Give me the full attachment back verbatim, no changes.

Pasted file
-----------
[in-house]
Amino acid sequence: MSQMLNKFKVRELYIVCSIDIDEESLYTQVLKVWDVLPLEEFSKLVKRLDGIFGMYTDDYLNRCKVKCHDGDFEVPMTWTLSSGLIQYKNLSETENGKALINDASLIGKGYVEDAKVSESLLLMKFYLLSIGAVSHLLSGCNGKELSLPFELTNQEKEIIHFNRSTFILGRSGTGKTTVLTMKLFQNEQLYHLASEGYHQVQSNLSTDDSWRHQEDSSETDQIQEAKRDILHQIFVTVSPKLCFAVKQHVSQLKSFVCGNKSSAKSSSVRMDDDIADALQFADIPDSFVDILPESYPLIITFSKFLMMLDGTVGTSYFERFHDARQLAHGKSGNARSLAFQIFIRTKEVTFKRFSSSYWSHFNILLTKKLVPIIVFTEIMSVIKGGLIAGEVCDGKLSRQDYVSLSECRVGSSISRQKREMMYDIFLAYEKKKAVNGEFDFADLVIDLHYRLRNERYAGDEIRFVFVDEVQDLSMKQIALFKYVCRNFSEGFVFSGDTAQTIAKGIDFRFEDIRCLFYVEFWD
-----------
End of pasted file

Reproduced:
[in-house]
Amino acid sequence: MSQMLNKFKVRELYIVCSIDIDEESLYTQVLKVWDVLPLEEFSKLVKRLDGIFGMYTDDYLNRCKVKCHDGDFEVPMTWTLSSGLIQYKNLSETENGKALINDASLIGKGYVEDAKVSESLLLMKFYLLSIGAVSHLLSGCNGKELSLPFELTNQEKEIIHFNRSTFILGRSGTGKTTVLTMKLFQNEQLYHLASEGYHQVQSNLSTDDSWRHQEDSSETDQIQEAKRDILHQIFVTVSPKLCFAVKQHVSQLKSFVCGNKSSAKSSSVRMDDDIADALQFADIPDSFVDILPESYPLIITFSKFLMMLDGTVGTSYFERFHDARQLAHGKSGNARSLAFQIFIRTKEVTFKRFSSSYWSHFNILLTKKLVPIIVFTEIMSVIKGGLIAGEVCDGKLSRQDYVSLSECRVGSSISRQKREMMYDIFLAYEKKKAVNGEFDFADLVIDLHYRLRNERYAGDEIRFVFVDEVQDLSMKQIALFKYVCRNFSEGFVFSGDTAQTIAKGIDFRFEDIRCLFYVEFWD